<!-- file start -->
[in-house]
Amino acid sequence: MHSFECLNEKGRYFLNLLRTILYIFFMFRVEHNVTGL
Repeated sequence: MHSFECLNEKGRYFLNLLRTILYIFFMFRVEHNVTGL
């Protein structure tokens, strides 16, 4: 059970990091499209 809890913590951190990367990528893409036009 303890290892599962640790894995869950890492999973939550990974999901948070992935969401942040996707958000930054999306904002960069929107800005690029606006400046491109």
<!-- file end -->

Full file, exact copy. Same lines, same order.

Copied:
[in-house]
Amino acid sequence: MHSFECLNEKGRYFLNLLRTILYIFFMFRVEHNVTGL
Repeated sequence: MHSFECLNEKGRYFLNLLRTILYIFFMFRVEHNVTGL
């Protein structure tokens, strides 16, 4: 059970990091499209 809890913590951190990367990528893409036009 303890290892599962640790894995869950890492999973939550990974999901948070992935969401942040996707958000930054999306904002960069929107800005690029606006400046491109």